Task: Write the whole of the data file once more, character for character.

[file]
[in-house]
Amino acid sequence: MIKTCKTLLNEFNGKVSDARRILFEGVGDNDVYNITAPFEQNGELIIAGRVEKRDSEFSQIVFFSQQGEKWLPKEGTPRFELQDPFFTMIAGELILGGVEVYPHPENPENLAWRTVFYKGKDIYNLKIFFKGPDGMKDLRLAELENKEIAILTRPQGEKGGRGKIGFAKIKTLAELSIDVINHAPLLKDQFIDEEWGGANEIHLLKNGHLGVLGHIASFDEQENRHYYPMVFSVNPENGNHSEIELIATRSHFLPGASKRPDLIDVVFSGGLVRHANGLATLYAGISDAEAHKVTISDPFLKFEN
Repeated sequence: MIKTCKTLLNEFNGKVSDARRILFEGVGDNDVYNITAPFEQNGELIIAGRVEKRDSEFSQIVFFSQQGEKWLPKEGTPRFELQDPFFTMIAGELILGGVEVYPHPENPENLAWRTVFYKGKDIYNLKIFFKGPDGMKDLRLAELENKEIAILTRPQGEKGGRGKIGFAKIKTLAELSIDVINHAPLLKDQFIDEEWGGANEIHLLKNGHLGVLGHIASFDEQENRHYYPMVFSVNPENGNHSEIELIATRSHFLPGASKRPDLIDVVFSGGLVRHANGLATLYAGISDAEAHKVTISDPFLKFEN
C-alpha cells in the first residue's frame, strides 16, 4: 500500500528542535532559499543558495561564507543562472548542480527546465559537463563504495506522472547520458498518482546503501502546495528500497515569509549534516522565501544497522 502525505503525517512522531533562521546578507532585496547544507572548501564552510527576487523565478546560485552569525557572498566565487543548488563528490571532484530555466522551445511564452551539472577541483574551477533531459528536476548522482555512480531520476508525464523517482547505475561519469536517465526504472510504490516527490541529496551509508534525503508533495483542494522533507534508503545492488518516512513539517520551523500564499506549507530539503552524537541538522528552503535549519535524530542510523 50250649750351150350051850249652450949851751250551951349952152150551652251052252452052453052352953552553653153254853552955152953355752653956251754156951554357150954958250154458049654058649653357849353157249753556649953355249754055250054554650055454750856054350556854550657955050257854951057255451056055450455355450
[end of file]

[in-house]
Amino acid sequence: MIKTCKTLLNEFNGKVSDARRILFEGVGDNDVYNITAPFEQNGELIIAGRVEKRDSEFSQIVFFSQQGEKWLPKEGTPRFELQDPFFTMIAGELILGGVEVYPHPENPENLAWRTVFYKGKDIYNLKIFFKGPDGMKDLRLAELENKEIAILTRPQGEKGGRGKIGFAKIKTLAELSIDVINHAPLLKDQFIDEEWGGANEIHLLKNGHLGVLGHIASFDEQENRHYYPMVFSVNPENGNHSEIELIATRSHFLPGASKRPDLIDVVFSGGLVRHANGLATLYAGISDAEAHKVTISDPFLKFEN
Repeated sequence: MIKTCKTLLNEFNGKVSDARRILFEGVGDNDVYNITAPFEQNGELIIAGRVEKRDSEFSQIVFFSQQGEKWLPKEGTPRFELQDPFFTMIAGELILGGVEVYPHPENPENLAWRTVFYKGKDIYNLKIFFKGPDGMKDLRLAELENKEIAILTRPQGEKGGRGKIGFAKIKTLAELSIDVINHAPLLKDQFIDEEWGGANEIHLLKNGHLGVLGHIASFDEQENRHYYPMVFSVNPENGNHSEIELIATRSHFLPGASKRPDLIDVVFSGGLVRHANGLATLYAGISDAEAHKVTISDPFLKFEN
C-alpha cells in the first residue's frame, strides 16, 4: 500500500528542535532559499543558495561564507543562472548542480527546465559537463563504495506522472547520458498518482546503501502546495528500497515569509549534516522565501544497522 502525505503525517512522531533562521546578507532585496547544507572548501564552510527576487523565478546560485552569525557572498566565487543548488563528490571532484530555466522551445511564452551539472577541483574551477533531459528536476548522482555512480531520476508525464523517482547505475561519469536517465526504472510504490516527490541529496551509508534525503508533495483542494522533507534508503545492488518516512513539517520551523500564499506549507530539503552524537541538522528552503535549519535524530542510523 50250649750351150350051850249652450949851751250551951349952152150551652251052252452052453052352953552553653153254853552955152953355752653956251754156951554357150954958250154458049654058649653357849353157249753556649953355249754055250054554650055454750856054350556854550657955050257854951057255451056055450455355450